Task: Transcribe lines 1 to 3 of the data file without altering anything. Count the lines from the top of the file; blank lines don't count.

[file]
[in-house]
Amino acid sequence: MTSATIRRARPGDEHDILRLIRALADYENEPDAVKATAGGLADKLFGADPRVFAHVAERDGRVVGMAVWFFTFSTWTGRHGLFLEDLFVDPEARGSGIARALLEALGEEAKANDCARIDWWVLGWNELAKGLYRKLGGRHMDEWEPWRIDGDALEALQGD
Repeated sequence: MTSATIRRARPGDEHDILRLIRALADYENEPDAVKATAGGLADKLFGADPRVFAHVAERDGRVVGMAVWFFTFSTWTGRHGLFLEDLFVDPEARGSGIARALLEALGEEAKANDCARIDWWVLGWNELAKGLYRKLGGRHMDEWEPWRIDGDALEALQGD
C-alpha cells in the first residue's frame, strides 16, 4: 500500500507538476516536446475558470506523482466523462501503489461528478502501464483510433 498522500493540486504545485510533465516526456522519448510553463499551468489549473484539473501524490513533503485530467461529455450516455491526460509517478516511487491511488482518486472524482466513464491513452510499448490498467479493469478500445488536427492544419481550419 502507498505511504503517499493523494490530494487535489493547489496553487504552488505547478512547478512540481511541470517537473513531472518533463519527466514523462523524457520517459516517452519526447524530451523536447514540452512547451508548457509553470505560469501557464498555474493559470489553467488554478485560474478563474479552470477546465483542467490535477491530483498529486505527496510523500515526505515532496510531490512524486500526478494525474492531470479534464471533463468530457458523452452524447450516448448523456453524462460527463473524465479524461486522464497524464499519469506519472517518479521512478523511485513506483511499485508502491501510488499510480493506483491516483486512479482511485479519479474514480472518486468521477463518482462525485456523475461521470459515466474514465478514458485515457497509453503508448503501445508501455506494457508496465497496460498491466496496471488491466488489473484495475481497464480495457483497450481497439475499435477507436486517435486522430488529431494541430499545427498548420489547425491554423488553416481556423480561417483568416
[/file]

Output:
[in-house]
Amino acid sequence: MTSATIRRARPGDEHDILRLIRALADYENEPDAVKATAGGLADKLFGADPRVFAHVAERDGRVVGMAVWFFTFSTWTGRHGLFLEDLFVDPEARGSGIARALLEALGEEAKANDCARIDWWVLGWNELAKGLYRKLGGRHMDEWEPWRIDGDALEALQGD
Repeated sequence: MTSATIRRARPGDEHDILRLIRALADYENEPDAVKATAGGLADKLFGADPRVFAHVAERDGRVVGMAVWFFTFSTWTGRHGLFLEDLFVDPEARGSGIARALLEALGEEAKANDCARIDWWVLGWNELAKGLYRKLGGRHMDEWEPWRIDGDALEALQGD